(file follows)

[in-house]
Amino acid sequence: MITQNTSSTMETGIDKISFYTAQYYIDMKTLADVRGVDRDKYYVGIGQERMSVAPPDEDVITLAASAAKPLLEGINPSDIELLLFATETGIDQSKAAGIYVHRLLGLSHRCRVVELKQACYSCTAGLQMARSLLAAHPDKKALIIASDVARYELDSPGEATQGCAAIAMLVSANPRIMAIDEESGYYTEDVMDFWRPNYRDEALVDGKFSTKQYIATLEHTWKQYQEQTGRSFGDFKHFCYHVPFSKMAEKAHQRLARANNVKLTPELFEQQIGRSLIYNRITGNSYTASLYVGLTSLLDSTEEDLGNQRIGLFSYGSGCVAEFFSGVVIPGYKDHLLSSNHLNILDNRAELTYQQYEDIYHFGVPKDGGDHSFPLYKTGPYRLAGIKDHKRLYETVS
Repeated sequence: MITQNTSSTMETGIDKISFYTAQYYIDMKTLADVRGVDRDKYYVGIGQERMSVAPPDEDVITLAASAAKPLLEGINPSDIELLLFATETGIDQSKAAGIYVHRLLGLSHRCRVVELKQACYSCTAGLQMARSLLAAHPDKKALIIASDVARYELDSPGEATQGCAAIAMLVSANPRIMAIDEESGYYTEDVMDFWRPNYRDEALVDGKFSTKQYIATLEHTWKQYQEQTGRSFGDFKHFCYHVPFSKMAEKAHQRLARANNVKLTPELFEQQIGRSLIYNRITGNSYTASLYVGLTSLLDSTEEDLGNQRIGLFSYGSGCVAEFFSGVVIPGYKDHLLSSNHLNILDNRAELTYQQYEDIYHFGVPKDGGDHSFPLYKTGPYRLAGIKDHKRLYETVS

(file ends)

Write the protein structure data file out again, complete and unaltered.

[in-house]
Amino acid sequence: MITQNTSSTMETGIDKISFYTAQYYIDMKTLADVRGVDRDKYYVGIGQERMSVAPPDEDVITLAASAAKPLLEGINPSDIELLLFATETGIDQSKAAGIYVHRLLGLSHRCRVVELKQACYSCTAGLQMARSLLAAHPDKKALIIASDVARYELDSPGEATQGCAAIAMLVSANPRIMAIDEESGYYTEDVMDFWRPNYRDEALVDGKFSTKQYIATLEHTWKQYQEQTGRSFGDFKHFCYHVPFSKMAEKAHQRLARANNVKLTPELFEQQIGRSLIYNRITGNSYTASLYVGLTSLLDSTEEDLGNQRIGLFSYGSGCVAEFFSGVVIPGYKDHLLSSNHLNILDNRAELTYQQYEDIYHFGVPKDGGDHSFPLYKTGPYRLAGIKDHKRLYETVS
Repeated sequence: MITQNTSSTMETGIDKISFYTAQYYIDMKTLADVRGVDRDKYYVGIGQERMSVAPPDEDVITLAASAAKPLLEGINPSDIELLLFATETGIDQSKAAGIYVHRLLGLSHRCRVVELKQACYSCTAGLQMARSLLAAHPDKKALIIASDVARYELDSPGEATQGCAAIAMLVSANPRIMAIDEESGYYTEDVMDFWRPNYRDEALVDGKFSTKQYIATLEHTWKQYQEQTGRSFGDFKHFCYHVPFSKMAEKAHQRLARANNVKLTPELFEQQIGRSLIYNRITGNSYTASLYVGLTSLLDSTEEDLGNQRIGLFSYGSGCVAEFFSGVVIPGYKDHLLSSNHLNILDNRAELTYQQYEDIYHFGVPKDGGDHSFPLYKTGPYRLAGIKDHKRLYETVS